). Likewise, the thalamus is a central relay station that gates and filters sensory input to the cortex (91
), and thalamic dysfunction may reflect a fundamental deficit in sensory integration. Because ALE combines disparate studies, our analysis is not sufficiently constrained to establish functional specificity of these memory deficits. Establishing this level of specificity would require a focused effort, such as the Cognitive Neuroscience Treatment Research to Improve Cognition in Schizophrenia (CNTRICS) initiative (92
), to translate cognitive neuroscience tasks that are designed to parse these complex and overlapping functions to the study of schizophrenia.
The only group difference in the medial temporal lobe was increased activation in the parahippocampal gyrus in patients during encoding and retrieval. Overactivation in this and other regions (sensorimotor, middle cingulate gyrus, and middle temporal gyrus) in patients may reflect inefficient, compensatory brain activity as extraneous task-related activation can also be seen at early stages of learning before an optimal cognitive strategy has been reached (93
), and during reorganization following acute brain injury (94
). The parahippocampal gyrus is also associated with familiarity-based episodic retrieval (9
), and excess activity in this region may reflect patients’ overreliance on familiarity-based retrieval because of a specific recollection deficit (95
). Unlike the previous ALE study (22
), we did not find reduced hippocampal activation in schizophrenia, which may have resulted from our exclusion of region-of-interest studies to preserve the validity of the ALE method. The absence of hippocampal findings on the whole-brain level may have reflected increased susceptibility of small regions to smoothing artifact, although there were still no differences when the smoothing kernel was reduced to 6 mm and the ALEs repeated (data available on request). The absence of hippocampal findings may also reflect minimal relational binding demands (96
), as most included studies employed overlearned word stimuli. As more studies are performed that contrast relational versus item-specific encoding and retrieval, it will be interesting to see if medial temporal lobe differences can be detected on a meta-analytic level.
Several caveats must be considered when interpreting the results of this meta-analysis. First, in light of the limited number of articles meeting the study criteria, it was necessary to combine studies with disparate encoding and retrieval conditions and varying stimulus characteristics. This has the advantage of revealing the most robust and replicable task effects and group differences across memory paradigms, but the disadvantage of limiting our ability to ascribe specific brain regions to discrete memory processes. With a larger group of studies to choose from, it would be informative to segregate ALE analyses based on encoding condition (e.g., item-specific versus relational), stimulus modality (e.g., verbal, nonverbal), and retrieval task (e.g., recall versus recognition, cued versus uncued, item-specific versus relational). Second, the ALE method does not account for differences in sample size across included studies. This can be a strength in that it reveals the central tendency of the data, but a limitation if a study with a small sample and large effects that may not replicate is included and unduly influences overall results. Fortunately, the majority of studies had relatively equal sample sizes. Finally, all but two studies examined patients while they were receiving antipsychotic medication, which raises the question of drug effects. However, a qualitative examination of the two studies of unmedicated patients, both retrieval studies (33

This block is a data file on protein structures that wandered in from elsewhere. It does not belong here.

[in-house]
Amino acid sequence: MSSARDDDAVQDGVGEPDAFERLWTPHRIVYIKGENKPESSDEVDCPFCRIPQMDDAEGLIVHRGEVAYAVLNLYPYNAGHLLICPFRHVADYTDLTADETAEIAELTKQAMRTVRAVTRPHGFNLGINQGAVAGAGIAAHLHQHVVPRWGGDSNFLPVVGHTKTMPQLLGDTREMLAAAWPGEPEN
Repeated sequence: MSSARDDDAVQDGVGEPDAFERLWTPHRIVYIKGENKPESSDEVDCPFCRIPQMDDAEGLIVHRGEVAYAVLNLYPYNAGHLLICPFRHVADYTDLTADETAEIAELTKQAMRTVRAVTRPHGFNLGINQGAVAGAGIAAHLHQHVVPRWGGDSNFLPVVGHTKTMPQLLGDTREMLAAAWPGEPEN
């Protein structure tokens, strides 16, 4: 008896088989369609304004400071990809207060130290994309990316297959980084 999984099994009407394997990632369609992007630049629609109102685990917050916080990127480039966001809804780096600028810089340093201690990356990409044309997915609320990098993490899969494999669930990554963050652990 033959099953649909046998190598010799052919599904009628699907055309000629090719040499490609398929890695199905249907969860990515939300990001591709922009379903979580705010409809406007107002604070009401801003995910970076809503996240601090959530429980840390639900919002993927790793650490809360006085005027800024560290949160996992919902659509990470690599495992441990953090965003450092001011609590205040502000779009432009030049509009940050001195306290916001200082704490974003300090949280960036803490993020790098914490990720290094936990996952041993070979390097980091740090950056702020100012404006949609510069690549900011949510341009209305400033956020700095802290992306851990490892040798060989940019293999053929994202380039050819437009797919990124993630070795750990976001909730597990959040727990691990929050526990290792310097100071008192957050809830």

), revealed the same pattern of reduced patient activation in prefrontal, cingulate, thalamic, and cerebellar regions that was seen in the studies of medicated patients. This apparent lack of medication effects is consistent with several studies of unmedicated patients (54
) that documented reduced prefrontal activation in patients that was not restored by antipsychotic treatment (98
In sum, the results of this study provide strong support for the conclusion that episodic memory impairments in schizophrenia during encoding and retrieval are related to a reduction in memory control mechanisms implemented by the anterior, ventrolateral, and dorsolateral prefrontal cortex. These results suggest that behavioral interventions developed for remediating memory deficits in patients with frontal lobe damage (99
) may also be applicable to schizophrenia. Use of pharmaco-fMRI (100
) to identify compounds that improve prefrontal function (102
) may also lead to new medications that improve memory and daily functioning in individuals with schizophrenia.